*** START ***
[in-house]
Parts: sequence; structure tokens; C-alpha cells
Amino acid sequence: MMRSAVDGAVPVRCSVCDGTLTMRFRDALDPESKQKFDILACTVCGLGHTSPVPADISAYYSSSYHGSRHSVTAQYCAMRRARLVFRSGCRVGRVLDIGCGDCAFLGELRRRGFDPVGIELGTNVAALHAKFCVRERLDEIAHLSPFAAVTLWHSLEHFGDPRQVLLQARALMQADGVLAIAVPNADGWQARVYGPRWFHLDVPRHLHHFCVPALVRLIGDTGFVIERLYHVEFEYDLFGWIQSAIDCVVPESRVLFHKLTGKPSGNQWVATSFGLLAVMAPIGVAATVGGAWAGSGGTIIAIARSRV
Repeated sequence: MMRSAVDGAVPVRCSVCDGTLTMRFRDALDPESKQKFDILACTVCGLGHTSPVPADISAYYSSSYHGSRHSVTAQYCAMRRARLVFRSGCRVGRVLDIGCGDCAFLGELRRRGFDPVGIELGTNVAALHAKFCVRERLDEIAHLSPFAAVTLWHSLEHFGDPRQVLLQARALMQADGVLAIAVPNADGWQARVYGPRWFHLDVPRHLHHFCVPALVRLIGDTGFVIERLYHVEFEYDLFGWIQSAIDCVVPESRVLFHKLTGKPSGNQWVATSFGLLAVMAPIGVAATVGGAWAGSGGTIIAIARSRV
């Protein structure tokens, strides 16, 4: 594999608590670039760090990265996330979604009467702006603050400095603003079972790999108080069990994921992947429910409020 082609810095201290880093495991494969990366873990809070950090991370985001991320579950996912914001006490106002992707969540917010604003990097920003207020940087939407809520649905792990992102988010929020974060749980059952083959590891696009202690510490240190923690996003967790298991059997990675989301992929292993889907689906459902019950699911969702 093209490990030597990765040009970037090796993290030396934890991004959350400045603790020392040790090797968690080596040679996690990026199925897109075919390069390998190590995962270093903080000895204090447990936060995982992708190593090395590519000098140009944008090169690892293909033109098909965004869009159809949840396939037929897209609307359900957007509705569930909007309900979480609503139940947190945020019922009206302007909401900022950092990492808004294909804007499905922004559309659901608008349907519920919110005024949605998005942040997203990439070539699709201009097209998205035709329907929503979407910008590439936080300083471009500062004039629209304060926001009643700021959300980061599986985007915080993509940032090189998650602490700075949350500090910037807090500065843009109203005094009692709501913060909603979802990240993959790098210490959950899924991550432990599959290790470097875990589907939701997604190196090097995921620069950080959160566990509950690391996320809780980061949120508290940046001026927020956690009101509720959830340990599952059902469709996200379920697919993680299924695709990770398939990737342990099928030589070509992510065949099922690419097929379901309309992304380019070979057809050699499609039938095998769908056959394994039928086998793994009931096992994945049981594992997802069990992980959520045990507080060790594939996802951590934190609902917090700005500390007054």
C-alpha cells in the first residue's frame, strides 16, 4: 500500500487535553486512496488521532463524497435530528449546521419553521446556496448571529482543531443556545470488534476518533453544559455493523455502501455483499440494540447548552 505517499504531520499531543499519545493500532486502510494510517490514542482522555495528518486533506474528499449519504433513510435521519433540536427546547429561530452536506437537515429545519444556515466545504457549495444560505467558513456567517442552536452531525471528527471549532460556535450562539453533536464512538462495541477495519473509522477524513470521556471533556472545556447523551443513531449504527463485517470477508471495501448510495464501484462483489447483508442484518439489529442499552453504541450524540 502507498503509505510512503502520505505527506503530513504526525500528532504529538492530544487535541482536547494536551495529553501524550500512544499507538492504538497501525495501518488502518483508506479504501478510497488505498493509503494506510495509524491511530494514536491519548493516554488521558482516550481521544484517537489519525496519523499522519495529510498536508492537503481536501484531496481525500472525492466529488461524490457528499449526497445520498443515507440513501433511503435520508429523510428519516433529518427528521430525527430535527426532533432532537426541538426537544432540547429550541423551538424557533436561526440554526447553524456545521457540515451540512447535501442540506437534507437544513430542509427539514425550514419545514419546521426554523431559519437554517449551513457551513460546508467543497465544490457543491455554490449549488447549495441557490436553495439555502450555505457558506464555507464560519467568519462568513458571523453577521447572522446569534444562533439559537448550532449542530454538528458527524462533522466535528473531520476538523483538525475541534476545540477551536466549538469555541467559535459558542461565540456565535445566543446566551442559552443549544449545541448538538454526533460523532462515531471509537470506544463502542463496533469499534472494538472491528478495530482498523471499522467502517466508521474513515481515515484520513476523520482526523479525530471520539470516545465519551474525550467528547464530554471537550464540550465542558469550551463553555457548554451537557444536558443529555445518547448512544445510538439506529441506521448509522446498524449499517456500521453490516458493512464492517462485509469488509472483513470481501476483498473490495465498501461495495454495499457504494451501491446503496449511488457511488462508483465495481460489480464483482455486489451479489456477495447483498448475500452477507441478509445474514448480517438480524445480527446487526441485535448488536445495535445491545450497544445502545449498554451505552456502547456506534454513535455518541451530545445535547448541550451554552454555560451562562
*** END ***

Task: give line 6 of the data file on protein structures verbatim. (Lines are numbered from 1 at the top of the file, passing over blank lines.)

C-alpha cells in the first residue's frame, strides 16, 4: 500500500487535553486512496488521532463524497435530528449546521419553521446556496448571529482543531443556545470488534476518533453544559455493523455502501455483499440494540447548552 505517499504531520499531543499519545493500532486502510494510517490514542482522555495528518486533506474528499449519504433513510435521519433540536427546547429561530452536506437537515429545519444556515466545504457549495444560505467558513456567517442552536452531525471528527471549532460556535450562539453533536464512538462495541477495519473509522477524513470521556471533556472545556447523551443513531449504527463485517470477508471495501448510495464501484462483489447483508442484518439489529442499552453504541450524540 502507498503509505510512503502520505505527506503530513504526525500528532504529538492530544487535541482536547494536551495529553501524550500512544499507538492504538497501525495501518488502518483508506479504501478510497488505498493509503494506510495509524491511530494514536491519548493516554488521558482516550481521544484517537489519525496519523499522519495529510498536508492537503481536501484531496481525500472525492466529488461524490457528499449526497445520498443515507440513501433511503435520508429523510428519516433529518427528521430525527430535527426532533432532537426541538426537544432540547429550541423551538424557533436561526440554526447553524456545521457540515451540512447535501442540506437534507437544513430542509427539514425550514419545514419546521426554523431559519437554517449551513457551513460546508467543497465544490457543491455554490449549488447549495441557490436553495439555502450555505457558506464555507464560519467568519462568513458571523453577521447572522446569534444562533439559537448550532449542530454538528458527524462533522466535528473531520476538523483538525475541534476545540477551536466549538469555541467559535459558542461565540456565535445566543446566551442559552443549544449545541448538538454526533460523532462515531471509537470506544463502542463496533469499534472494538472491528478495530482498523471499522467502517466508521474513515481515515484520513476523520482526523479525530471520539470516545465519551474525550467528547464530554471537550464540550465542558469550551463553555457548554451537557444536558443529555445518547448512544445510538439506529441506521448509522446498524449499517456500521453490516458493512464492517462485509469488509472483513470481501476483498473490495465498501461495495454495499457504494451501491446503496449511488457511488462508483465495481460489480464483482455486489451479489456477495447483498448475500452477507441478509445474514448480517438480524445480527446487526441485535448488536445495535445491545450497544445502545449498554451505552456502547456506534454513535455518541451530545445535547448541550451554552454555560451562562